Basalt has awarded $60,000 in grants to businesses to help them weather a winter filled with uncertainty because of the COVID pandemic.
The town government recently provided 37 grants, averaging about $1,690.
“The $1,690 was given to all grantors who requested $1,700 or more,” said town Finance Director Christy Chicoine. “There were a few who requested less and those were fully funded.”
The funds came through the Coronavirus Aid, Relief, and Economic Security Act. Funds were awarded to Pitkin and Eagle counties for distribution among municipalities within their jurisdictions. Basalt received $222,467 from Eagle County and $59,914 from Pitkin County.
One of the multiple ways Basalt used the funds was through a COVID-19 Small Business Mini-Grant program. It was open to any Basalt for-profit business with an active business license that could show they had expenses related to the virus.
“Some businesses proposed using the funds for tents, patio heaters and to improve social distancing within their establishment,” Chicoine said. “Others used it for personal protective equipment, rental assistance and general business expenses. All 37 businesses who received the funding showed a need for the funds based upon closures and other business impacts from COVID-19.”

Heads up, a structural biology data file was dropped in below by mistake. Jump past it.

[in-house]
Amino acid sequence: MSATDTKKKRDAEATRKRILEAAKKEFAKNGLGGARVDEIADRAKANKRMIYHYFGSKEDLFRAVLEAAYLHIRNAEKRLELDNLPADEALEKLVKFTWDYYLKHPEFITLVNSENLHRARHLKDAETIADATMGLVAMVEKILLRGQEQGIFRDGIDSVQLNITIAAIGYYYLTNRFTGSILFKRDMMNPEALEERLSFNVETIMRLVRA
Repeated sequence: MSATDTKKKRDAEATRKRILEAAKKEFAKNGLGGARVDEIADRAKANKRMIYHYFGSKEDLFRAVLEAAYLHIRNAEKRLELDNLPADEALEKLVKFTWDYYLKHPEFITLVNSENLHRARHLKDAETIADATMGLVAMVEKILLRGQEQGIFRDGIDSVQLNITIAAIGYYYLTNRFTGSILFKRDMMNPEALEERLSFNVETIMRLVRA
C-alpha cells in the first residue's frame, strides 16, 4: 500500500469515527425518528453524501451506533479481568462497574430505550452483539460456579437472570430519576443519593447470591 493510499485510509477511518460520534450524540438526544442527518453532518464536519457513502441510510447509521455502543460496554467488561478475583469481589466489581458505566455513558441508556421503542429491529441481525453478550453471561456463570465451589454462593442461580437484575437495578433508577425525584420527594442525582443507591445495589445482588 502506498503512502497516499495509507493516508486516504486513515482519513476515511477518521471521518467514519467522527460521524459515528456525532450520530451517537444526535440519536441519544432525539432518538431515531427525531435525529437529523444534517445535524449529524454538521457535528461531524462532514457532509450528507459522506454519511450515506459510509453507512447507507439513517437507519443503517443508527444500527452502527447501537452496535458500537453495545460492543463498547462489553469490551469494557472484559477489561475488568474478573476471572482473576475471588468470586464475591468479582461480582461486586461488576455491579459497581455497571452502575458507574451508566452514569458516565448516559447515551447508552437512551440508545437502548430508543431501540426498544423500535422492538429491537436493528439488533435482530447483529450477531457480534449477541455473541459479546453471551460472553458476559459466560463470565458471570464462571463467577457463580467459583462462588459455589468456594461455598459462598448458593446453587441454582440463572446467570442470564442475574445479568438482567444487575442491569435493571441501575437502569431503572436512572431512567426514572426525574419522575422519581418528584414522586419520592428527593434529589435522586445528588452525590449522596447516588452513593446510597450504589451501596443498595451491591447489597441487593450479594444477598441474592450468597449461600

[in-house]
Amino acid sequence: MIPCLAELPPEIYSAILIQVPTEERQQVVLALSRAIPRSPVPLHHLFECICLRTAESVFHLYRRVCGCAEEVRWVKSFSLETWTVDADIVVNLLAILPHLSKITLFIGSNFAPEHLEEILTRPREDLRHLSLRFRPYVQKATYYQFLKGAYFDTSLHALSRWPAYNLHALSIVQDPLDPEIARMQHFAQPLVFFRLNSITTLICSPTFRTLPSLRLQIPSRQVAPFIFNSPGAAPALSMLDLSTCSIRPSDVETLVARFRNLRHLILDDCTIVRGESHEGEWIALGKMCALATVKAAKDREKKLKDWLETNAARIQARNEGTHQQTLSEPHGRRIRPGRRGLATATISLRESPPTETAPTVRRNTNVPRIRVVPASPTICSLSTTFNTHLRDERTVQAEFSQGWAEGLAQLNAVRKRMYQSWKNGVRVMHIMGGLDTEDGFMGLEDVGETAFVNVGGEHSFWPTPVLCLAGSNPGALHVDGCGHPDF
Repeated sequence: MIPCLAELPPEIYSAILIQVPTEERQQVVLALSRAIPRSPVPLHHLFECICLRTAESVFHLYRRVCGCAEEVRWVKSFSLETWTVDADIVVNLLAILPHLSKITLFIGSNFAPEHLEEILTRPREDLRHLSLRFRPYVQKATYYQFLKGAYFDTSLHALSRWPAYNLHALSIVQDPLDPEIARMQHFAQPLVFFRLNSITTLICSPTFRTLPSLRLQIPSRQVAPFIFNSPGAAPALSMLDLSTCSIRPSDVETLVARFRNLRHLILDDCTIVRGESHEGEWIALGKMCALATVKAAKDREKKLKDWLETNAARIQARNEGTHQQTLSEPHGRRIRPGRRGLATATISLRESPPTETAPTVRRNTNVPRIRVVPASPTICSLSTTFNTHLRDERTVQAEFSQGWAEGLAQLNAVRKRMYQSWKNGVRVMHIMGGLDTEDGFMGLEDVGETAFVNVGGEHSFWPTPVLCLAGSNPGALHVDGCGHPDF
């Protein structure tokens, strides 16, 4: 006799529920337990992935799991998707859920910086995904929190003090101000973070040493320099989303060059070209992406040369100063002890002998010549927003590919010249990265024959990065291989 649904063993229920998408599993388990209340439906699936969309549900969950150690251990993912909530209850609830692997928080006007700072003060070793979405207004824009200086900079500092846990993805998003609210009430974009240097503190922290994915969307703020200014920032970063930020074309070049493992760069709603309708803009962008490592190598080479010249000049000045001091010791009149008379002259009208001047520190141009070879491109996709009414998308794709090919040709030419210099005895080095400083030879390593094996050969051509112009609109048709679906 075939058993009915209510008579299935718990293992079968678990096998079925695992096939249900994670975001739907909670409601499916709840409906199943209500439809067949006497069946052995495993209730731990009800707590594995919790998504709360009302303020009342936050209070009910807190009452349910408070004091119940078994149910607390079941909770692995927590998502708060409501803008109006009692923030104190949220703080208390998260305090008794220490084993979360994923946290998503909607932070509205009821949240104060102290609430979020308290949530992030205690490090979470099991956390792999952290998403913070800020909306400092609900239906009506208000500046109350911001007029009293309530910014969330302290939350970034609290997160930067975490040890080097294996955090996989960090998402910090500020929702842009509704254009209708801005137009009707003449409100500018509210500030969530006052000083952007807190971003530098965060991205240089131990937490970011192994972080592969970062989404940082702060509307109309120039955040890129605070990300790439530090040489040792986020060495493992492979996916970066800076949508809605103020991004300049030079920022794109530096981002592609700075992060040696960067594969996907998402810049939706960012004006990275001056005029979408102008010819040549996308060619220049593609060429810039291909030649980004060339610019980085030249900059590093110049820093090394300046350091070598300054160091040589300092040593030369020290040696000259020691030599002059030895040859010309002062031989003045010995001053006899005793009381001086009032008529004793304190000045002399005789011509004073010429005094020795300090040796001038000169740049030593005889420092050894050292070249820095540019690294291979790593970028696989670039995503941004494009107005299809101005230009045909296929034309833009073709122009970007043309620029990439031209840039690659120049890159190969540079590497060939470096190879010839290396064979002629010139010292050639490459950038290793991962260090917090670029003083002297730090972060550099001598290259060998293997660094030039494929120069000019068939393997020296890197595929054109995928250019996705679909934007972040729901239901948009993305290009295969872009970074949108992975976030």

No applications were rejected because all businesses met the criteria. Some nonprofit organizations applied but were steered to another town program.
Basalt’s economy far exceeded expectations during the summer. When the state government issued a stay-at-home order in March, many business owners and operators feared the worst for the summer. But as restrictions eased, business boomed.
The town’s October sales tax report said that year-to-date sales tax collections were up 15.3% over the same period in 2019. The town collected $5.54 million in sales tax revenue at that point compared with $4.81 million last year.
The November sales tax report is expected this week. Because of the lag in paying sales tax, the November report will reflect actual sales in September.
Despite the strong summer, business operators are wary about winter. COVID-19 cases are rising throughout the region, as they are through most areas of the country. The Colorado Department of Public Health and Environment has warned Eagle County that stricter rules on gatherings will be mandated if the county’s incidence rate of COVID cases remains high. That could mean restaurants and retail shops would have to reduce the number of patrons inside at one time to 25% of capacity.